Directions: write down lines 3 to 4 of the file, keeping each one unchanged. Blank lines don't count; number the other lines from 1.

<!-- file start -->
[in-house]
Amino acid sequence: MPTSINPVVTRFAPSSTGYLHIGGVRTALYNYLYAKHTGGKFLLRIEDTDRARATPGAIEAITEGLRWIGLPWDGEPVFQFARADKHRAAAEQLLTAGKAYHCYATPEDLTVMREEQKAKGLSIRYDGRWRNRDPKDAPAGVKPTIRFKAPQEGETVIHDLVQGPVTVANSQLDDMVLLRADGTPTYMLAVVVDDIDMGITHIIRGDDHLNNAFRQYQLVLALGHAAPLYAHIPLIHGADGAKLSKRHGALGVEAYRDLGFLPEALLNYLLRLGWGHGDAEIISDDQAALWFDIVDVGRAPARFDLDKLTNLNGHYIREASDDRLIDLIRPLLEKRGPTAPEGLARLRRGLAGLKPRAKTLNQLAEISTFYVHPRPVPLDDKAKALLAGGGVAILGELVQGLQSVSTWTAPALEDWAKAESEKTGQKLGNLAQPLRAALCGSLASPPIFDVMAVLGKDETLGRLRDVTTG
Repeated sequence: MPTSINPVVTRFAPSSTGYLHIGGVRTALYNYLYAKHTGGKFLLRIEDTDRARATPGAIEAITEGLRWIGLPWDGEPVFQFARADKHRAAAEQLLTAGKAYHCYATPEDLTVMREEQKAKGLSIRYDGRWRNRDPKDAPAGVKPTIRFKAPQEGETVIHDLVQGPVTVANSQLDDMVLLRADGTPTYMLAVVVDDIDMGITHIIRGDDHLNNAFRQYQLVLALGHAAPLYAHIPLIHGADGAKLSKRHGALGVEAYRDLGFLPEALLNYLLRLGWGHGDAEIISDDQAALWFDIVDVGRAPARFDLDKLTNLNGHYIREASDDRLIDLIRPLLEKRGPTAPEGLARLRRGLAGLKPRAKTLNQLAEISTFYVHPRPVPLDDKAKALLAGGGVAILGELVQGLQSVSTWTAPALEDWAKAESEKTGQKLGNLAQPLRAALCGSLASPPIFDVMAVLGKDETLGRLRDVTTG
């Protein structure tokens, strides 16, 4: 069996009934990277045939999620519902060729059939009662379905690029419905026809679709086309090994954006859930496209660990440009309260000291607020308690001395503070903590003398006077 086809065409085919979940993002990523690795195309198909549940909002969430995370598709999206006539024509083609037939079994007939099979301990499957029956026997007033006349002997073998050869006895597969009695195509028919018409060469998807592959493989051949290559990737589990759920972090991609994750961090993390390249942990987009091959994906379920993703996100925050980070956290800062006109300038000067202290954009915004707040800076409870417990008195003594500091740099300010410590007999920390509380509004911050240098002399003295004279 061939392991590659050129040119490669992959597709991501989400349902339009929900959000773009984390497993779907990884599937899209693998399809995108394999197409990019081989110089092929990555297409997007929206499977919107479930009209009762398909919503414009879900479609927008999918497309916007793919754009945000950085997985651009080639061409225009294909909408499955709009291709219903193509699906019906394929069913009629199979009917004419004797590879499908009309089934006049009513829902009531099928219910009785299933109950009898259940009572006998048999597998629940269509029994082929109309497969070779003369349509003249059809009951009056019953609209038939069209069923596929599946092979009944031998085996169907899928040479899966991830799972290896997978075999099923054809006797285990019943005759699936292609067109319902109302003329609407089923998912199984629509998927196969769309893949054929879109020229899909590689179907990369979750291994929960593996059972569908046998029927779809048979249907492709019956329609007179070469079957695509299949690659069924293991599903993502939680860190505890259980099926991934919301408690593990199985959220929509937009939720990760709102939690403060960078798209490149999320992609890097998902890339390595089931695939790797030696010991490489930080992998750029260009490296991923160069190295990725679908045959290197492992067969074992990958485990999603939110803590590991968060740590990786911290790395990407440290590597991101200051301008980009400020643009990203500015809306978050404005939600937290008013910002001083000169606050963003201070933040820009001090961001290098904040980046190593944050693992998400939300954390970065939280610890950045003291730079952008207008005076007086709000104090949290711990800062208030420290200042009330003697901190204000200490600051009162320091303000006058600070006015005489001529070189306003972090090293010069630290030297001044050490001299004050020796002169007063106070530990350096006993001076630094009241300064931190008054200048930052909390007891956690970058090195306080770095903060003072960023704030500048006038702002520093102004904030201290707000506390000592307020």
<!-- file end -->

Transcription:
Repeated sequence: MPTSINPVVTRFAPSSTGYLHIGGVRTALYNYLYAKHTGGKFLLRIEDTDRARATPGAIEAITEGLRWIGLPWDGEPVFQFARADKHRAAAEQLLTAGKAYHCYATPEDLTVMREEQKAKGLSIRYDGRWRNRDPKDAPAGVKPTIRFKAPQEGETVIHDLVQGPVTVANSQLDDMVLLRADGTPTYMLAVVVDDIDMGITHIIRGDDHLNNAFRQYQLVLALGHAAPLYAHIPLIHGADGAKLSKRHGALGVEAYRDLGFLPEALLNYLLRLGWGHGDAEIISDDQAALWFDIVDVGRAPARFDLDKLTNLNGHYIREASDDRLIDLIRPLLEKRGPTAPEGLARLRRGLAGLKPRAKTLNQLAEISTFYVHPRPVPLDDKAKALLAGGGVAILGELVQGLQSVSTWTAPALEDWAKAESEKTGQKLGNLAQPLRAALCGSLASPPIFDVMAVLGKDETLGRLRDVTTG
């Protein structure tokens, strides 16, 4: 069996009934990277045939999620519902060729059939009662379905690029419905026809679709086309090994954006859930496209660990440009309260000291607020308690001395503070903590003398006077 086809065409085919979940993002990523690795195309198909549940909002969430995370598709999206006539024509083609037939079994007939099979301990499957029956026997007033006349002997073998050869006895597969009695195509028919018409060469998807592959493989051949290559990737589990759920972090991609994750961090993390390249942990987009091959994906379920993703996100925050980070956290800062006109300038000067202290954009915004707040800076409870417990008195003594500091740099300010410590007999920390509380509004911050240098002399003295004279 061939392991590659050129040119490669992959597709991501989400349902339009929900959000773009984390497993779907990884599937899209693998399809995108394999197409990019081989110089092929990555297409997007929206499977919107479930009209009762398909919503414009879900479609927008999918497309916007793919754009945000950085997985651009080639061409225009294909909408499955709009291709219903193509699906019906394929069913009629199979009917004419004797590879499908009309089934006049009513829902009531099928219910009785299933109950009898259940009572006998048999597998629940269509029994082929109309497969070779003369349509003249059809009951009056019953609209038939069209069923596929599946092979009944031998085996169907899928040479899966991830799972290896997978075999099923054809006797285990019943005759699936292609067109319902109302003329609407089923998912199984629509998927196969769309893949054929879109020229899909590689179907990369979750291994929960593996059972569908046998029927779809048979249907492709019956329609007179070469079957695509299949690659069924293991599903993502939680860190505890259980099926991934919301408690593990199985959220929509937009939720990760709102939690403060960078798209490149999320992609890097998902890339390595089931695939790797030696010991490489930080992998750029260009490296991923160069190295990725679908045959290197492992067969074992990958485990999603939110803590590991968060740590990786911290790395990407440290590597991101200051301008980009400020643009990203500015809306978050404005939600937290008013910002001083000169606050963003201070933040820009001090961001290098904040980046190593944050693992998400939300954390970065939280610890950045003291730079952008207008005076007086709000104090949290711990800062208030420290200042009330003697901190204000200490600051009162320091303000006058600070006015005489001529070189306003972090090293010069630290030297001044050490001299004050020796002169007063106070530990350096006993001076630094009241300064931190008054200048930052909390007891956690970058090195306080770095903060003072960023704030500048006038702002520093102004904030201290707000506390000592307020």